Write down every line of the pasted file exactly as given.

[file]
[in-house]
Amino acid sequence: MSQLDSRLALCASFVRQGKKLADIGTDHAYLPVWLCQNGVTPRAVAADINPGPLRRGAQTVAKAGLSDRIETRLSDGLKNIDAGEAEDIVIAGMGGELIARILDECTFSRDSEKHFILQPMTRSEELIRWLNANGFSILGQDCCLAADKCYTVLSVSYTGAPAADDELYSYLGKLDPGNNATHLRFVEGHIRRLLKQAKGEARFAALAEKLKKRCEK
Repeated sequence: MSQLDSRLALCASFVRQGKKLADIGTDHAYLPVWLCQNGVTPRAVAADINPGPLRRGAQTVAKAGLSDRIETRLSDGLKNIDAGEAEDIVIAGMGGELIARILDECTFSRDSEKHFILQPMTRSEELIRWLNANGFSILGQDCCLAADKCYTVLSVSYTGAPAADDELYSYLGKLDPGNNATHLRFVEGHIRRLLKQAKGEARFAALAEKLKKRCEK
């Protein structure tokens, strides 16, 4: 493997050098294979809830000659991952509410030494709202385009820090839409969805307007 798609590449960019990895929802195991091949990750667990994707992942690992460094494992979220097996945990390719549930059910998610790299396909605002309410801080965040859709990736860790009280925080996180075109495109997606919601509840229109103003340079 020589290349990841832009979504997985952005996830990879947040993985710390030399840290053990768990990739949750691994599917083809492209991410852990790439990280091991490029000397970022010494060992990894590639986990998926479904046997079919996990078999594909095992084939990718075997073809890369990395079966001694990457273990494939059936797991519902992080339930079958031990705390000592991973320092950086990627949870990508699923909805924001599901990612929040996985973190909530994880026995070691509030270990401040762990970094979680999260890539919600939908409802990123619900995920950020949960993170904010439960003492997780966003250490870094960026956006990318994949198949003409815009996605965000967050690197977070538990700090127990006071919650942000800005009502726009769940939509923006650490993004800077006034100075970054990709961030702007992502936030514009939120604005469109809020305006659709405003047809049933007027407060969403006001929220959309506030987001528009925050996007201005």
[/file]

[in-house]
Amino acid sequence: MSQLDSRLALCASFVRQGKKLADIGTDHAYLPVWLCQNGVTPRAVAADINPGPLRRGAQTVAKAGLSDRIETRLSDGLKNIDAGEAEDIVIAGMGGELIARILDECTFSRDSEKHFILQPMTRSEELIRWLNANGFSILGQDCCLAADKCYTVLSVSYTGAPAADDELYSYLGKLDPGNNATHLRFVEGHIRRLLKQAKGEARFAALAEKLKKRCEK
Repeated sequence: MSQLDSRLALCASFVRQGKKLADIGTDHAYLPVWLCQNGVTPRAVAADINPGPLRRGAQTVAKAGLSDRIETRLSDGLKNIDAGEAEDIVIAGMGGELIARILDECTFSRDSEKHFILQPMTRSEELIRWLNANGFSILGQDCCLAADKCYTVLSVSYTGAPAADDELYSYLGKLDPGNNATHLRFVEGHIRRLLKQAKGEARFAALAEKLKKRCEK
């Protein structure tokens, strides 16, 4: 493997050098294979809830000659991952509410030494709202385009820090839409969805307007 798609590449960019990895929802195991091949990750667990994707992942690992460094494992979220097996945990390719549930059910998610790299396909605002309410801080965040859709990736860790009280925080996180075109495109997606919601509840229109103003340079 020589290349990841832009979504997985952005996830990879947040993985710390030399840290053990768990990739949750691994599917083809492209991410852990790439990280091991490029000397970022010494060992990894590639986990998926479904046997079919996990078999594909095992084939990718075997073809890369990395079966001694990457273990494939059936797991519902992080339930079958031990705390000592991973320092950086990627949870990508699923909805924001599901990612929040996985973190909530994880026995070691509030270990401040762990970094979680999260890539919600939908409802990123619900995920950020949960993170904010439960003492997780966003250490870094960026956006990318994949198949003409815009996605965000967050690197977070538990700090127990006071919650942000800005009502726009769940939509923006650490993004800077006034100075970054990709961030702007992502936030514009939120604005469109809020305006659709405003047809049933007027407060969403006001929220959309506030987001528009925050996007201005």